The Patchwork Quilt of America

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America is not so much a melting pot as it is a splendid patchwork quilt of all the races, cultures, religions, and traditions of the native people and the millions of immigrants who journeyed here over the past few hundred years.

The melting pot imagery took root during a time when complete assimilation into the dominant culture in America was the only road to prosperity and acceptance for new immigrants. Learning the language, of course, made sense. But what of subsuming one’s own cultural and religious practices under a sanitized, “apple pie” vision of what America should be?

Luckily, over the past two centuries, our Constitution has protected our right to be different – to practice different religions, dress differently, celebrate our unique holidays, and wear our cultural identities with openness and pride. As a result, America has been gifted with a plethora of colors and patterns. We have cuisines from all over the world. We have the ability in our big cities to spend the morning in Chinatown, the afternoon in a mosque or synagogue, and our evening at an Irish pub.

Far from being dangerous to American values, immigrants are often more patriotic because they take their freedoms less for granted than those of us who were born into a vibrant democracy. Their willingness to work hard, often at jobs most Americans would decline to do, make them assets to our society, not detriments.

Of course, when cultures clash, it can be unnerving. And there are practices that may be common in some societies that are illegal here in America. The rule of law in these cases should prevail.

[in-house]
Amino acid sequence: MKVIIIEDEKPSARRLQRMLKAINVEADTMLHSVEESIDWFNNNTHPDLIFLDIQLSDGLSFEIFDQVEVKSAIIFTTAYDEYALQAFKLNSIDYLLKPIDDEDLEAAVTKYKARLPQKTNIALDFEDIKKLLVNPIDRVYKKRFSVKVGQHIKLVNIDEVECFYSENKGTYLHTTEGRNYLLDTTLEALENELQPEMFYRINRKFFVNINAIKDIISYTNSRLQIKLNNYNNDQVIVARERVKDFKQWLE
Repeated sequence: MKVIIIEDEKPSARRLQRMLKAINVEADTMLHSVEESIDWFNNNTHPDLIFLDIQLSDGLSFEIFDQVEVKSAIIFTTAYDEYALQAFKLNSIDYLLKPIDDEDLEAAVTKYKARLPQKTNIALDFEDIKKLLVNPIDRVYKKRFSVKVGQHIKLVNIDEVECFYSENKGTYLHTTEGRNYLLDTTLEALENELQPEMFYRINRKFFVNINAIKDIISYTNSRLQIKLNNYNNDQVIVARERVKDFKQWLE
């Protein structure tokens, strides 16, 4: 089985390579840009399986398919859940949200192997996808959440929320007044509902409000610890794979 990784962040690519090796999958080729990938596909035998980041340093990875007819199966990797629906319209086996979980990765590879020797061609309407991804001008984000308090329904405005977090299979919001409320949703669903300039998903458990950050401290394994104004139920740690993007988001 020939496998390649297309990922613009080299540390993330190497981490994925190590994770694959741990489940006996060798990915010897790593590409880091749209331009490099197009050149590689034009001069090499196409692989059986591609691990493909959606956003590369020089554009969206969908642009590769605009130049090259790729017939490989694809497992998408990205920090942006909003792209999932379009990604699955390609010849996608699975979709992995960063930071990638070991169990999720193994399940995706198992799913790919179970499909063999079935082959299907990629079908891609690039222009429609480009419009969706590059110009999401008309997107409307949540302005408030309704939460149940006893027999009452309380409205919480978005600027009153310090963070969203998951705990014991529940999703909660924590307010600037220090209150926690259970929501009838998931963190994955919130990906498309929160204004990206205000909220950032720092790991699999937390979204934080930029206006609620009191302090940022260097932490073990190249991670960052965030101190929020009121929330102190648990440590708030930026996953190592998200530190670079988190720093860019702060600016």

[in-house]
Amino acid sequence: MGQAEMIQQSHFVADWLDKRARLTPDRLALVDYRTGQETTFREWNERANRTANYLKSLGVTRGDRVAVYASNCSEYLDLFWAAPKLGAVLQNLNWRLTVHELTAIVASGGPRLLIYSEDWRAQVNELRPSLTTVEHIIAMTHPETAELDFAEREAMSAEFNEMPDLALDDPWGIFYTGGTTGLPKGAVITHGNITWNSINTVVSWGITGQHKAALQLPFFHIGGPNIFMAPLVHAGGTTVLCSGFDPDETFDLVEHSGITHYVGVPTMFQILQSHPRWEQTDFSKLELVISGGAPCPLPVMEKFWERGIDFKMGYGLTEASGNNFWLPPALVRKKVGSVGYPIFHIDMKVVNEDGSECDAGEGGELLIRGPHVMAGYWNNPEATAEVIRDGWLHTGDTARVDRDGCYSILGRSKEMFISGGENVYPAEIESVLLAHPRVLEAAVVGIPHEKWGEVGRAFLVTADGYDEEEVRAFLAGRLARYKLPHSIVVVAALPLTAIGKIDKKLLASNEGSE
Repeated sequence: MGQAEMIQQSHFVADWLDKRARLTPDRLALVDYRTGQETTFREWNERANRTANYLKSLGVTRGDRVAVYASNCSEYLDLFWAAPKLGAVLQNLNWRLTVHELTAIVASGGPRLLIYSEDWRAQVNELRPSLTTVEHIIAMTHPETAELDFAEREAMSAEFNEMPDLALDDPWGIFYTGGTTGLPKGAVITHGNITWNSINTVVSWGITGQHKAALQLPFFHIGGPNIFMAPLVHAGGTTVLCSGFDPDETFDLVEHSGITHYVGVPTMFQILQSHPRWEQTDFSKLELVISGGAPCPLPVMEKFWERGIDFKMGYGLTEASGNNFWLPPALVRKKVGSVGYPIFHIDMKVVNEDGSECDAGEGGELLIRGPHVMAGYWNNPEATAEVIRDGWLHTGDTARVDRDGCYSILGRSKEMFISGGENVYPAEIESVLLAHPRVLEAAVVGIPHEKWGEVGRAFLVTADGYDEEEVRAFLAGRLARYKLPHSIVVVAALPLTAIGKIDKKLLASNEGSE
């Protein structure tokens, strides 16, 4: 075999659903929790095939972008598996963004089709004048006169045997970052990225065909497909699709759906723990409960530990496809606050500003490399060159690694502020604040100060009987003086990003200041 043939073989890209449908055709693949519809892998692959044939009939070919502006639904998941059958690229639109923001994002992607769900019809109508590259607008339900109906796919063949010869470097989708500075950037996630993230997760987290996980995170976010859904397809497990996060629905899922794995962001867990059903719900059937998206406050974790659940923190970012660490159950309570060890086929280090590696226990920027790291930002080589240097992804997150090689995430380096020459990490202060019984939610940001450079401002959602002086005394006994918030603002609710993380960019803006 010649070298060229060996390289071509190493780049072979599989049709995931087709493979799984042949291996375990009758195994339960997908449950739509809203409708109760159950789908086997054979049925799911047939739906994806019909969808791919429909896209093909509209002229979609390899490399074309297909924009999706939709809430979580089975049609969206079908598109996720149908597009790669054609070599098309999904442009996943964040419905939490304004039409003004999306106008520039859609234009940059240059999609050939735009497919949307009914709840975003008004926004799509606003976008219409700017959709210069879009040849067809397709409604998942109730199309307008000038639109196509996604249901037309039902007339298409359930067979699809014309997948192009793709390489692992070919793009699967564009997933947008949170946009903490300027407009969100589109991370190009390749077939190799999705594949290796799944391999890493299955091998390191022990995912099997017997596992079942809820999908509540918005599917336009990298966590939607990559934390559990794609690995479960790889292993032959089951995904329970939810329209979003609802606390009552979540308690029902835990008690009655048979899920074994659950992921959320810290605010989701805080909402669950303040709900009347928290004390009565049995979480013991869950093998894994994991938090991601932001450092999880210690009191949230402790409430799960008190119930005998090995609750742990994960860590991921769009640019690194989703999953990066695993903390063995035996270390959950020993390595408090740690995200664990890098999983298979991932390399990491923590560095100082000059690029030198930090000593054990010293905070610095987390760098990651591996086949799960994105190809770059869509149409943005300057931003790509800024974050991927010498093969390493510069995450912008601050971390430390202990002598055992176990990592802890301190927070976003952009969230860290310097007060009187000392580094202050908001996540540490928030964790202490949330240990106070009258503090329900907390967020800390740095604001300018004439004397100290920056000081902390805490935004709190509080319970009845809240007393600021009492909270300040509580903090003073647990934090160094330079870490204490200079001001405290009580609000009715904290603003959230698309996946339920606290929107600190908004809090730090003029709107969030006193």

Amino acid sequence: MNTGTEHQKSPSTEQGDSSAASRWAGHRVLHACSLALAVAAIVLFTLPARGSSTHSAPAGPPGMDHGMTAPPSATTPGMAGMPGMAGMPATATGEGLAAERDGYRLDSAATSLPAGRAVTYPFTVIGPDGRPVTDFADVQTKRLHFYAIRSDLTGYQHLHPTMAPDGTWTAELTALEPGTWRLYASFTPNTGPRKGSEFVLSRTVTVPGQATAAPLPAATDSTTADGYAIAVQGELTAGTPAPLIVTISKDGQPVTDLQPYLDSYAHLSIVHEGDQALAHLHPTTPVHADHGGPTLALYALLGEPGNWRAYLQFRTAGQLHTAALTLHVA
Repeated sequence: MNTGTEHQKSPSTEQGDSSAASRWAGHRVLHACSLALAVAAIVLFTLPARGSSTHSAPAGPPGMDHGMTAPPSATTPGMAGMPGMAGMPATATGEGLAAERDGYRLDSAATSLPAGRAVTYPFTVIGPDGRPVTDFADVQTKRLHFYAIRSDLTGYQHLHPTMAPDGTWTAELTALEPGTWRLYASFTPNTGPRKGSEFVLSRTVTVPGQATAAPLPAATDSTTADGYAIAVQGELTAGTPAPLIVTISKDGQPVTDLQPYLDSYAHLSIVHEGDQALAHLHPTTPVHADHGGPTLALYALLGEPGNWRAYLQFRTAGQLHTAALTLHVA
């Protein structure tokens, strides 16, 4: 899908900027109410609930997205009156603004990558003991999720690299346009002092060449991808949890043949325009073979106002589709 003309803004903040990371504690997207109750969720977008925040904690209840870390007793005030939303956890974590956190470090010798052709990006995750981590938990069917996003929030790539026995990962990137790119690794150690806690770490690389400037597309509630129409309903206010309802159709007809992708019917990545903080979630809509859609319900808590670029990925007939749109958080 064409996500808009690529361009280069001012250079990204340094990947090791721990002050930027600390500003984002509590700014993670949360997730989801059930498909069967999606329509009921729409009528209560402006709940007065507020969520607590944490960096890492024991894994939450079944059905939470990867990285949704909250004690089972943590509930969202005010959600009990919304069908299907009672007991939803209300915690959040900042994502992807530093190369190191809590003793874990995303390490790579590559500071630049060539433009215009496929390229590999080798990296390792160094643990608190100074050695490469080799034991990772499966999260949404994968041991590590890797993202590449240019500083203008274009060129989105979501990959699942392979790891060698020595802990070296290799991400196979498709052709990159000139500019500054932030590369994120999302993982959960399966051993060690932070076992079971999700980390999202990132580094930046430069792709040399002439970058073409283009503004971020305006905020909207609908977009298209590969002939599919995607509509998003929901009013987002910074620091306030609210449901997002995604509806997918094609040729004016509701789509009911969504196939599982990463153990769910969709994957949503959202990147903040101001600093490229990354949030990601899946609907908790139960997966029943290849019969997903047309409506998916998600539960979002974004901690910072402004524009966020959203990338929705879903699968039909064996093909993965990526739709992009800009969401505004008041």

The president’s attempts to demonize those people clamoring to come into our country fly in the face of reality. Immigrants are no more likely than native citizens to commit crimes. They are not eligible for welfare or other public assistance that detractors claim creates a strain on our resources. Most of us are the descendants of “aliens” who brought many things to this land – most especially hope.

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The crazy quilt was popularized in American during the Victorian age. Crazy quilts are hodgepodges of shape, color, and design. They don’t seem to go together until a skilled artisan takes the various pieces of fabric and makes something unique and beautiful out them.

America is a gigantic crazy quilt that at times can feel jarring but that ultimately makes our country beautiful and unique too.

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Smiling Faces

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Years ago when I lived in L.A., an Iranian-born friend of mine introduced me to the local Persian market. After countless lunches and dinners at her home, as well as my marriage  into an Iraqi-American family, I had developed an affinity for Middle Eastern cuisine and wanted to try my hand at cooking it.

My friend had warned me that the shopping experience would not be what I was used to in American culture. She was right. The market was small and cramped, and women were bulldozing their way through narrow aisles with grim determination. The people who worked there were brusque. But what struck me more than anything was that no one smiled.